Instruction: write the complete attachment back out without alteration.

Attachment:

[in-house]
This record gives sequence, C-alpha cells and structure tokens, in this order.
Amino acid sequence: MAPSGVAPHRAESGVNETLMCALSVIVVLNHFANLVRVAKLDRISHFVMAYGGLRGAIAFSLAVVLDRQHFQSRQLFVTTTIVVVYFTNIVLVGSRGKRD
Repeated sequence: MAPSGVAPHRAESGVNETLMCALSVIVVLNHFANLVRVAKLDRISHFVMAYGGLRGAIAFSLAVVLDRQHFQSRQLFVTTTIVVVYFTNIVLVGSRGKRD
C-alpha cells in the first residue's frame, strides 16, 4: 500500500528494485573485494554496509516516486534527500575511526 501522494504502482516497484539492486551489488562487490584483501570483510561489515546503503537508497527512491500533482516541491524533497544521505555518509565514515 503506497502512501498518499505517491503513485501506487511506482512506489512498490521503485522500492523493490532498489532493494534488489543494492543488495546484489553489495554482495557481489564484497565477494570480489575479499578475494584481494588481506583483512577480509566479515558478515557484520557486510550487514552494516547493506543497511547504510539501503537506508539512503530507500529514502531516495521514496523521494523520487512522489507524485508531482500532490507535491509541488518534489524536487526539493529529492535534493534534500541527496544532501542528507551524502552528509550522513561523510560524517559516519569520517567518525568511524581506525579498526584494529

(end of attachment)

[in-house]
This record gives sequence, C-alpha cells and structure tokens, in this order.
Amino acid sequence: MAPSGVAPHRAESGVNETLMCALSVIVVLNHFANLVRVAKLDRISHFVMAYGGLRGAIAFSLAVVLDRQHFQSRQLFVTTTIVVVYFTNIVLVGSRGKRD
Repeated sequence: MAPSGVAPHRAESGVNETLMCALSVIVVLNHFANLVRVAKLDRISHFVMAYGGLRGAIAFSLAVVLDRQHFQSRQLFVTTTIVVVYFTNIVLVGSRGKRD
C-alpha cells in the first residue's frame, strides 16, 4: 500500500528494485573485494554496509516516486534527500575511526 501522494504502482516497484539492486551489488562487490584483501570483510561489515546503503537508497527512491500533482516541491524533497544521505555518509565514515 503506497502512501498518499505517491503513485501506487511506482512506489512498490521503485522500492523493490532498489532493494534488489543494492543488495546484489553489495554482495557481489564484497565477494570480489575479499578475494584481494588481506583483512577480509566479515558478515557484520557486510550487514552494516547493506543497511547504510539501503537506508539512503530507500529514502531516495521514496523521494523520487512522489507524485508531482500532490507535491509541488518534489524536487526539493529529492535534493534534500541527496544532501542528507551524502552528509550522513561523510560524517559516519569520517567518525568511524581506525579498526584494529